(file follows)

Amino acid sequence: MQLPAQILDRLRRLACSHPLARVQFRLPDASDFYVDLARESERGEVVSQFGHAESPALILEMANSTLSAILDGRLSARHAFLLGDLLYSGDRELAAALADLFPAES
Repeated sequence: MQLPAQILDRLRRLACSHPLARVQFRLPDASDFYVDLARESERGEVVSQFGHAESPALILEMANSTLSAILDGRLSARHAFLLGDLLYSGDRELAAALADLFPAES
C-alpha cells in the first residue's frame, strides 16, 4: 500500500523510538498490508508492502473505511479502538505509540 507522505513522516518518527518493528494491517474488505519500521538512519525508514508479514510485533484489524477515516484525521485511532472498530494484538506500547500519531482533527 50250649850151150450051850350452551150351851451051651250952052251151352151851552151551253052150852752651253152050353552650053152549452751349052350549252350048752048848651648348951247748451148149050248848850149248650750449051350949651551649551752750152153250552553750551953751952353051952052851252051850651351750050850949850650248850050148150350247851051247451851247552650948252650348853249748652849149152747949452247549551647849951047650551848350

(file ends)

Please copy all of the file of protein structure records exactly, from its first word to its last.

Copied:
Amino acid sequence: MQLPAQILDRLRRLACSHPLARVQFRLPDASDFYVDLARESERGEVVSQFGHAESPALILEMANSTLSAILDGRLSARHAFLLGDLLYSGDRELAAALADLFPAES
Repeated sequence: MQLPAQILDRLRRLACSHPLARVQFRLPDASDFYVDLARESERGEVVSQFGHAESPALILEMANSTLSAILDGRLSARHAFLLGDLLYSGDRELAAALADLFPAES
C-alpha cells in the first residue's frame, strides 16, 4: 500500500523510538498490508508492502473505511479502538505509540 507522505513522516518518527518493528494491517474488505519500521538512519525508514508479514510485533484489524477515516484525521485511532472498530494484538506500547500519531482533527 50250649850151150450051850350452551150351851451051651250952052251151352151851552151551253052150852752651253152050353552650053152549452751349052350549252350048752048848651648348951247748451148149050248848850149248650750449051350949651551649551752750152153250552553750551953751952353051952052851252051850651351750050850949850650248850050148150350247851051247451851247552650948252650348853249748652849149152747949452247549551647849951047650551848350